PreTax Pay vs. Take Home Pay – Knowing How Much You Really Make

pexels-photo-941546

"Pretax income vs. post-tax income (take-home pay) is one area that is so commonly overlooked by so many people when they start taking a closer look at their personal finances."

When people talk about income and salary and they tell you how much money they make from their jobs -  $50,000, $75,000, $100,000 - those nice numbers are usually pretax numbers i.e. it is their income before any taxes get taken out. The thing is, when people get paid their salaries they get paid post-tax. This means they get paid after taxes have been deducted from their income, also known as take-home pay.

How much do you really earn?

From a mindset perspective, however, although people get paid post-tax, many people still think about their overall salary in terms of their pretax amounts. This causes some people to assume they make more than they really do and in turn may cause them to spend more than they can really afford. Are you confused? I'll give you an example:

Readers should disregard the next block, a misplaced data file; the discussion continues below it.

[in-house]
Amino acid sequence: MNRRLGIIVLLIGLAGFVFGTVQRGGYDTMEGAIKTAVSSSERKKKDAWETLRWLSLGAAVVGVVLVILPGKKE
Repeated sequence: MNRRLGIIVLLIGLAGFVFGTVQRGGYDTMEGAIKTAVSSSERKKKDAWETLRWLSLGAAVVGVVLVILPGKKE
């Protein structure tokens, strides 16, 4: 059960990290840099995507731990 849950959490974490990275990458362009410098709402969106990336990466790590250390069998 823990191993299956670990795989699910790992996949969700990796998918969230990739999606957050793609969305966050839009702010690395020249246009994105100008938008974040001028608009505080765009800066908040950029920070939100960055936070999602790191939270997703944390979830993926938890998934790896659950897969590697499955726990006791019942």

Meet Lisa. Lisa makes $50,000 a year pre-tax but her biweekly post-tax salary after 25% taxes (assuming 25% is her tax bracket plus other deductions) is $1,562.50. This means post-tax Lisa really only makes $37,500 a year but because she's never really sat down to calculate her overall post tax salary, even though she gets $1562.50 on a biweekly basis, Lisa still tells herself that she make's $50,000 a year.

From a mindset perspective, $50,000 is a lot more than $37,500 and so Lisa buys things that cost way more than she can really afford because in her mind she will somehow be able to pay for it later - afterall she makes $50,000 a year. The most dangerous part of all this -  creditors will qualify you for loans and mortgages based on your pre tax income - now that is scary!

Does this make sense yet? If you ever feel like you make all this money a year but yet you never seem to have enough money based on what you think you earn, take a step back and think about your yearly income from a post tax perspective and create your budget accordingly.

Don't plan for $50,000 when you really only make $37,500 after considering taxes. Don't get caught up in massive loans that banks will qualify you for based on your pretax income. Do you own due diligence and understand what you can really afford.